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The science thread...

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charlienomad
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The science thread... « on: January 25, 2009, 08:08 PM »
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This thread may only be of interest to me (and possibly Clydey) but I thought it might be fun to have a science thread in which folk who follow such matters can post articles that catch their eye...  The intention is for discussion about specific subjects, rather than science vs religion, creation vs evolution, which are covered elsewhere.  

This paper in Nature Geoscience caught my eye:

Surprising return of deep convection to the subpolar North Atlantic Ocean in winter 2007–2008.  Våge et al, 2008

"In the process of open-ocean convection in the subpolar North Atlantic Ocean, surface water sinks to depth as a distinct water mass, the characteristics of which affect the meridional overturning circulation and oceanic heat flux. In addition, carbon is sequestered from the atmosphere in the process. In recent years, this convection has been shallow or non-existent, which could be construed as a consequence of a warmer climate. Here we document the return of deep convection to the subpolar gyre in both the Labrador and Irminger seas in the winter of 2007–2008. We use profiling float data from the Argo programme to document deep mixing. Analysis of a variety of in situ, satellite and reanalysis data shows that contrary to expectations the transition to a convective state took place abruptly, without going through a phase of preconditioning. Changes in hemispheric air temperature, storm tracks, the flux of fresh water to the Labrador Sea and the distribution of pack ice all contributed to an enhanced flux of heat from the sea to the air, making the surface water sufficiently cold and dense to initiate deep convection. Given this complexity, we conclude that it will be difficult to predict when deep mixing may occur again."

Anyone who has watched "The Day after Tomorrow" will be familiar with the idea that the slowing down of the deep thermohaline circulation in recent years has been a direct result of "global warming" (I put it in brackets as it is not a phrase I particularly like).  This article points out that a mixture of processes in the North Atlantic resulted in sufficient cooling of surface waters in the Labrador Sea (between Canada and Greenland) to kickstart it again.  It is a good example of the complexity of the climate system, and why some of the broad, sweeping assertions made in the popular press don't reflect reality very well.  Predictions about future climate changes are based on computer models, and the kind of processes described in this paper are too complex to appear in a model, and yet have clearly had a far-reaching affect...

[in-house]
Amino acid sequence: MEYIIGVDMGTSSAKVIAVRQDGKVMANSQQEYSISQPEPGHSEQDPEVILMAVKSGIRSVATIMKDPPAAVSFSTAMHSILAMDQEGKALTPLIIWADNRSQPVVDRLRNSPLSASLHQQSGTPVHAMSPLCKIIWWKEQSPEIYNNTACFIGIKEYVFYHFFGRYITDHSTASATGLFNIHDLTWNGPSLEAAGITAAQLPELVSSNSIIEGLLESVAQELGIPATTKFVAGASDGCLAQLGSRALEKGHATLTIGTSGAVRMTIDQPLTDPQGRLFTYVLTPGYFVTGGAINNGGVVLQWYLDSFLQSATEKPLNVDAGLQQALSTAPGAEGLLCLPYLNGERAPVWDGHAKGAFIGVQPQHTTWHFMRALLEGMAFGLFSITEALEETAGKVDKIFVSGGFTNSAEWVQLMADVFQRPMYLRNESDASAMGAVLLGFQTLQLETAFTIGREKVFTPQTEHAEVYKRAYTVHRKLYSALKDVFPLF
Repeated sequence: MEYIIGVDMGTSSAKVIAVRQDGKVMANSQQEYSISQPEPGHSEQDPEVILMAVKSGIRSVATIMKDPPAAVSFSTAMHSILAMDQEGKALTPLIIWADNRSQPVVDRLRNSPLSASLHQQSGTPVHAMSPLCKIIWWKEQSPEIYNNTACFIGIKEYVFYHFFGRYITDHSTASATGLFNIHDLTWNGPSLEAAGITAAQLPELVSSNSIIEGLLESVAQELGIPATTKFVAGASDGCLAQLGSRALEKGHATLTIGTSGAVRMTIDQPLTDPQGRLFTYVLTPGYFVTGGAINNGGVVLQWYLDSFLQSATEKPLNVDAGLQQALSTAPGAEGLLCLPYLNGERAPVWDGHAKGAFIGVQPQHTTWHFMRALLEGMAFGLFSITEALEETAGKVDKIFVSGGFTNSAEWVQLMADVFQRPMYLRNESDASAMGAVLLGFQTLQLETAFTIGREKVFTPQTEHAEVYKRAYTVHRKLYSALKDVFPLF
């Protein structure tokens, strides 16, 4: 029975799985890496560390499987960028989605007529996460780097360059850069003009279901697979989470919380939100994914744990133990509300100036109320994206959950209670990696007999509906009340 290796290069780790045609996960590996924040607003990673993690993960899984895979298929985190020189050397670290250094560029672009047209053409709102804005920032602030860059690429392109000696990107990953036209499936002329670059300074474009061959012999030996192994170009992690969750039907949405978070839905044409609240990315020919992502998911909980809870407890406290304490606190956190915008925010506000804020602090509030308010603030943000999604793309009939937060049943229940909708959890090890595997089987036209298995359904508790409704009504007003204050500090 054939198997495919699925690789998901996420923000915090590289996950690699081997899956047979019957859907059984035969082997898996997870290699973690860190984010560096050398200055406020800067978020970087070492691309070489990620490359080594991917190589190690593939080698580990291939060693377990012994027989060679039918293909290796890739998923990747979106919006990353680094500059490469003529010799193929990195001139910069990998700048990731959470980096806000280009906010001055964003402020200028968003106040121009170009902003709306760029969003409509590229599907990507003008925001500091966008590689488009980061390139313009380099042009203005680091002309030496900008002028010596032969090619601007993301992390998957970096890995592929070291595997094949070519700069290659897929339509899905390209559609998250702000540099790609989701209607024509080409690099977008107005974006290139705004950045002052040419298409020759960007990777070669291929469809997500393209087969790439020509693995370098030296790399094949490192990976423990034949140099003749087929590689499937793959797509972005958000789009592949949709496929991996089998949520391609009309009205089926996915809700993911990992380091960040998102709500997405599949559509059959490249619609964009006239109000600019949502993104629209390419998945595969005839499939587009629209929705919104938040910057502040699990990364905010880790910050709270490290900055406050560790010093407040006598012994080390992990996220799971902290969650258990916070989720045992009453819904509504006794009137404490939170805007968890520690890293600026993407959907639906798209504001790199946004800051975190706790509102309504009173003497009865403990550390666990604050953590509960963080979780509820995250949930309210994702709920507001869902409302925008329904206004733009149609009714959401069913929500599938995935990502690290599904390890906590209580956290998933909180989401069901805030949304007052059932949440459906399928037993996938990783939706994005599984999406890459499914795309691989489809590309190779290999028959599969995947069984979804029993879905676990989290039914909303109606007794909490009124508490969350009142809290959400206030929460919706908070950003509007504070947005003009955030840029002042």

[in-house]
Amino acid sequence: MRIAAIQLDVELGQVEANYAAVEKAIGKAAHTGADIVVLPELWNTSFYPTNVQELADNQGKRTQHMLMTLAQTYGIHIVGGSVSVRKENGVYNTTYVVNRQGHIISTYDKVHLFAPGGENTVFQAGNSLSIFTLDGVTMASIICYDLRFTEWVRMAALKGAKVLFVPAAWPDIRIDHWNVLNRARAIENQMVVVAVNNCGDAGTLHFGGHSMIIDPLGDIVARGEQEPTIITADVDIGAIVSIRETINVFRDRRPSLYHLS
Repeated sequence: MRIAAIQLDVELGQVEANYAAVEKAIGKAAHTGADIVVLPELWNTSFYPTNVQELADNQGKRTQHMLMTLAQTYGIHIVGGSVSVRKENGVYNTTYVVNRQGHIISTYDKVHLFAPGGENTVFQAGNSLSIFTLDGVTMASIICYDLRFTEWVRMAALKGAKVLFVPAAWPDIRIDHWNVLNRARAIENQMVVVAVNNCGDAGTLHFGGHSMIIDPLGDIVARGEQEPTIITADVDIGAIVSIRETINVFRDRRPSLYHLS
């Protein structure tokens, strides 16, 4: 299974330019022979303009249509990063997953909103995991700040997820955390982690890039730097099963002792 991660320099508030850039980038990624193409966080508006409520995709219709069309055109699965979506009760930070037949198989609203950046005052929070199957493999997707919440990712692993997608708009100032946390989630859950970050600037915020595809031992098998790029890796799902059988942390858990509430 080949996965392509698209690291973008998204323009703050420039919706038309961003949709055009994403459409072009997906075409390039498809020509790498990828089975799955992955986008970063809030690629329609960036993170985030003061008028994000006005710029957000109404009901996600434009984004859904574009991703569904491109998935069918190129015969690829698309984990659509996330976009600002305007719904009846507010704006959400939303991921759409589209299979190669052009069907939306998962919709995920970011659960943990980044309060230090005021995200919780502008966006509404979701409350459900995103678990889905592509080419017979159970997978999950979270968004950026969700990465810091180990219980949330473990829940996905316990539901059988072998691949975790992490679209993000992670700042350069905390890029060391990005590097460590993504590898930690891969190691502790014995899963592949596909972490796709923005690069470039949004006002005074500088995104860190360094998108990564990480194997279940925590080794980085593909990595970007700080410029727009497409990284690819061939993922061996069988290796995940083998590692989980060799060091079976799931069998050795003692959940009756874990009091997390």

Thoughts? Comments?  Any science issues that have caught your eyes recently?
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Sir Panda
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Misunderstood genius.

Re: The science thread... « Reply #1 on: January 25, 2009, 08:08 PM »
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I would like to ask, is perpetual motion possible?
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Sarah_
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Re: The science thread... « Reply #2 on: January 25, 2009, 08:09 PM »
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When DavidB decides to show his face around here again he'll join in with you. Smile
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charlienomad
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Re: The science thread... « Reply #3 on: January 25, 2009, 08:19 PM »
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I would like to ask, is perpetual motion possible?


Short answer... No!  For a long answer see this Wikipedia article which summarises things quite well.  I wouldn't normally recommend Wiki sites, but on an uncontroversial subject like this they are pretty reliable...
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Neil
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Re: The science thread... « Reply #4 on: January 25, 2009, 08:19 PM »
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I would like to ask, is perpetual motion possible?


Anything's possible. But creating energy from nothing. Highly doubtful.
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Mark
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Re: The science thread... « Reply #5 on: January 25, 2009, 08:21 PM »
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Short answer... No! 

So do you feel certain that this alleged discovery is a hoax?
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charlienomad
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Re: The science thread... « Reply #6 on: January 25, 2009, 08:33 PM »